If you find books to be an overwhelming time commitment when caring for little ones, and are looking for short, sweet, little 1 – 4 page summaries of key topics, you can check out my collection of handouts at https://gooddayswithkids.com/for-educators/

Question:

What are your favorite parenting books and why?

Fun with Toddlers: Duck Theme

duckEach spring in our classroom, we have a spring theme with rain, raindrops and flowers, and on week 3 of the theme, the ducks appear! There are tons of great picture books about ducks, so in this post, I include lots of book recommendations and ideas for activities to accompany those books.

Songs to Sing

Five Little Ducks Went Out One Day
http://tmas.kcls.org/five-little-ducks-went-out-one-day/

Five Little Ducks went out one day, over the hills and far away.
Mother Duck said, “Quack, Quack, Quack,” but only four little ducks came back.
Four little ducks went out one day… …but only three little ducks came back.
(Repeat counting down to “but no little ducks came back.”)
Sad mother duck went out one day, over the hills and far away
Mother Duck said, “Quack, Quack, Quack.” Five little ducks came running back.

Six Little Ducks that I Once Knew http://tmas.kcls.org/six-little-ducks/

Six little ducks that I once knew, Fat ones, skinny ones, fair ones too!
But the one little duck with the feather on her back,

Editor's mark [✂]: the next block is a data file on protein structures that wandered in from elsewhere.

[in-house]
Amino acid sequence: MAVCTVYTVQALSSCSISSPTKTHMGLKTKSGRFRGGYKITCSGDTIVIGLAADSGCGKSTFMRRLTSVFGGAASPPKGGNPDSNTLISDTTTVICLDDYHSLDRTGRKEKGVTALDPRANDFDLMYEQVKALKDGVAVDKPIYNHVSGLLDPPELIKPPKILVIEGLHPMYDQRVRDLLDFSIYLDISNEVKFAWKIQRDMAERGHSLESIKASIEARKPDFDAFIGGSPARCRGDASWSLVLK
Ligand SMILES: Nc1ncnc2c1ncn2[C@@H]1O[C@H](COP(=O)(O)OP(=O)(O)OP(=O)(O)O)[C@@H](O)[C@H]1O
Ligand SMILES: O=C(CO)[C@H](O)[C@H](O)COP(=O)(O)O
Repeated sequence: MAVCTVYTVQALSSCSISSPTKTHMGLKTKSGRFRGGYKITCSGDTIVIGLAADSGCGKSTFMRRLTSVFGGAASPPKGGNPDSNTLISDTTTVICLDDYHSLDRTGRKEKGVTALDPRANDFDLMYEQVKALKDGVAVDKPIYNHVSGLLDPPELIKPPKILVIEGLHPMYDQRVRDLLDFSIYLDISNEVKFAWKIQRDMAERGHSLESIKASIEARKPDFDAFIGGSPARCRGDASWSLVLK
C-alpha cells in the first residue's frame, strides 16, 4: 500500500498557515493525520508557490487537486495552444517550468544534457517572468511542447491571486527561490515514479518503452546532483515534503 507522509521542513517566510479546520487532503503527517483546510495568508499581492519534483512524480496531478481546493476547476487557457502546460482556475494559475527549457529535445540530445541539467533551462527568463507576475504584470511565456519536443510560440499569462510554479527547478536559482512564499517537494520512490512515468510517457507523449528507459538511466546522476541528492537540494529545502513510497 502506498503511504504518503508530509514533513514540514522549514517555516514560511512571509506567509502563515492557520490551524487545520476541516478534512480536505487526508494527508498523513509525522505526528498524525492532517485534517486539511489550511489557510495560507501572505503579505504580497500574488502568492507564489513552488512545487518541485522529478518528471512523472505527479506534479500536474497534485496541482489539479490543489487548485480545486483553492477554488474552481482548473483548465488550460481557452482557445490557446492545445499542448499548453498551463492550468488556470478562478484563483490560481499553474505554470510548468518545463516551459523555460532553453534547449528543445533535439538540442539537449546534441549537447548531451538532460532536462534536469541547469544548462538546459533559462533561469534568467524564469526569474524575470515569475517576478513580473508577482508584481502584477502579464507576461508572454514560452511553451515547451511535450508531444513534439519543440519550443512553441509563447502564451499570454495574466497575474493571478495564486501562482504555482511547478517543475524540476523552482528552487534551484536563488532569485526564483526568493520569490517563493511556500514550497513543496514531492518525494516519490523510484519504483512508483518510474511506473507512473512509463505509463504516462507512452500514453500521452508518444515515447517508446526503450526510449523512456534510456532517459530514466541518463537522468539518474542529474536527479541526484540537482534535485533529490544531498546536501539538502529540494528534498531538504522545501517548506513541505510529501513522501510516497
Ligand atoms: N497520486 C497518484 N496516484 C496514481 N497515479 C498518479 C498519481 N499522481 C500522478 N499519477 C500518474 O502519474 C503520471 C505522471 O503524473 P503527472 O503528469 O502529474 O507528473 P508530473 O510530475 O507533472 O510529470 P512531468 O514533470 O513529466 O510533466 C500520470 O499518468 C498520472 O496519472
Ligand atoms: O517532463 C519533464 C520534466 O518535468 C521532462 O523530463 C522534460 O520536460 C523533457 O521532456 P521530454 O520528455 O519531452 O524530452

She led the others with a quack quack quack.
Quack quack quack. Quack quack quack. She led the others with a quack quack quack.

Down to the river they would go, A wibble wobble, wibble wobble, to and fro.
But the one little duck with the feather on her back,
She led the others with a quack quack quack.
Quack quack quack. Quack quack quack. She led the others with a quack quack quack.

Duck Picture Books and Activities they Inspire

Five Little Ducks by Raffi. The words from the song (above) in a book with illustrations. And 10 Rubber Duckies by William Winburn. These are both countdown songs/stories, and they have a really great rhyme and rhythm – easy for kids to predict what will happen next and easy to memorize!

  • Sing the song, and act it out with rubber ducks or handmade puppets. These are great for learning to subtract and learning about zero.
  • You may also use foam numbers – put 5 numbers on the table (or on the wall of the tub). As each duck disappears, take away a number to see how many are left.

One Duck Stuck by Phyllis Root. (Be sure to get the full version, not the board book – it’s abridged, and you miss some of the great language.) Fabulous rhyming, rhythmic words. And a counting book. And lots of fun marshland creatures.

  • Dramatic play: make masks or finger puppets of the animals in the book. One child pretends to be the duck and says “Help, Help, who Can Help.” Other kids (or the parent if you’re playing this one-on-one at home) come to the rescue.